Parliament just a talk shop — NCA
The National Constitution Assembly (NCA) said at Independence in 1980, the
country had 140 MPs, 150 in 1990, 216 in 2005 and by 2008 the number had
risen to 303.
“Despite its huge size, Parliament remains very weak. It is just a talk
shop. So why increase the number of MPs to join a talk shop? The political
parties are just creating employment for their supporters at the expense of
the people,” noted the NCA.
Though Madhuku’s “No” vote campaign failed to win the hearts and minds of
Zimbabweans, he is now vindicated, as more people have started raising the
same issues that he highlighted before the new Constitution became law.
Last week, Madhuku said: “This is what we have been saying but I don’t want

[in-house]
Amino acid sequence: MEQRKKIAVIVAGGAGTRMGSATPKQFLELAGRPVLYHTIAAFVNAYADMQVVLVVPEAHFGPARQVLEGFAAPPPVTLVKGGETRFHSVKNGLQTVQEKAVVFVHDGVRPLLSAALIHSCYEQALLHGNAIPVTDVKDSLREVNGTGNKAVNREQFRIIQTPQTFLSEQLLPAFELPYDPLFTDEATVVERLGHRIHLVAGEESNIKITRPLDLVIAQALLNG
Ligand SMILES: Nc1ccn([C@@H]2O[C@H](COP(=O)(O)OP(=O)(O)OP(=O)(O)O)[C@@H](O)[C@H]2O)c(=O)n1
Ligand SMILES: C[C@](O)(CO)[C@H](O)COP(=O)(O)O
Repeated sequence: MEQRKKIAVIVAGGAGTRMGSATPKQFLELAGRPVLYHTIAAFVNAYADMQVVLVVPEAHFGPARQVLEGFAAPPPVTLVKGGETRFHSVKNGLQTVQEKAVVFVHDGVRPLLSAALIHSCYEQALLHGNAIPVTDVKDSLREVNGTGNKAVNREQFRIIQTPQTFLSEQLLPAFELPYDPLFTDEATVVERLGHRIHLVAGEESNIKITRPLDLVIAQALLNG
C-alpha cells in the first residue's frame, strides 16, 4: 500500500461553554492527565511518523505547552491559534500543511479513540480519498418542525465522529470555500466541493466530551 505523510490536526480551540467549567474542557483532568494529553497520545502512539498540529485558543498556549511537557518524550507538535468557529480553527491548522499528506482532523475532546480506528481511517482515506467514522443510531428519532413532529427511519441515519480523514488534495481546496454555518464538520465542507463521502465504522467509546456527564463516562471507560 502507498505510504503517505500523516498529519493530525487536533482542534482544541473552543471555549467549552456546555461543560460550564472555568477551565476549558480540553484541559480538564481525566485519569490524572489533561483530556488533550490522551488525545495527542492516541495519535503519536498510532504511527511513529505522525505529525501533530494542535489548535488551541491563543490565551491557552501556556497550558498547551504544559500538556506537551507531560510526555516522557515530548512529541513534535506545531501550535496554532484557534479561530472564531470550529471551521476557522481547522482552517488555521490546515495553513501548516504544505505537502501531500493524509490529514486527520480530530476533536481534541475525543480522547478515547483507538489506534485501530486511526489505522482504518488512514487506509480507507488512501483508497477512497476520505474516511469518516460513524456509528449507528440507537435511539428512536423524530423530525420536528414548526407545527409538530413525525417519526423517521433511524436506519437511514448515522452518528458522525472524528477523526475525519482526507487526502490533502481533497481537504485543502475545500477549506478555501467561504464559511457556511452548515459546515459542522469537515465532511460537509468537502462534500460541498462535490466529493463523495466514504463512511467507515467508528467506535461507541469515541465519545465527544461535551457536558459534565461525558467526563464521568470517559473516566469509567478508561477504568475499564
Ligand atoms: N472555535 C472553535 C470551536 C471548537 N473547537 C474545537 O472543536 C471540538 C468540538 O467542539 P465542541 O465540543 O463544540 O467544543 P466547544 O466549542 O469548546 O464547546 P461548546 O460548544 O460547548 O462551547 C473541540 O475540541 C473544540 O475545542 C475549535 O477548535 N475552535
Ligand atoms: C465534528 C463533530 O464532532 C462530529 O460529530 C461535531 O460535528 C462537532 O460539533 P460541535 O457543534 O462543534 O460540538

to comment because it will appear as if it’s sour grapes.”
National Association of Non-governmental Organisation (Nango) chairman,
Effie Ncube said the new Constitution creates a bloated government because
it is a compromise document between those who wanted democracy and those
determined to keep the status quo.
He said it was not very different from the Lancaster Constitution that
reserved 20 seats for whites because it was a negotiated document.
“It is not the best constitution that one would want to have. It was made
against so much resistance by Zanu PF, that resulted in some excesses such
as the increase in the number of ministers,” said Ncube. “Once this
dictatorship is gone, we need to sit down and get rid of those things that
are costly to the people of Zimbabwe.”
MDC leader, Welshman Ncube said the new constitutional establishments were
necessary for democracy to prevail.
“Democracy comes at a cost,” said Ncube. “If you want a democracy as a
people, we must be prepared to pay for it. It does not come for free.”
On the issue of the 60 seats reserved for women, Ncube said: “We need more
representation for women to ensure inclusivity.”
Women make up 52% of the country’s population but few of them occupy
influential government positions.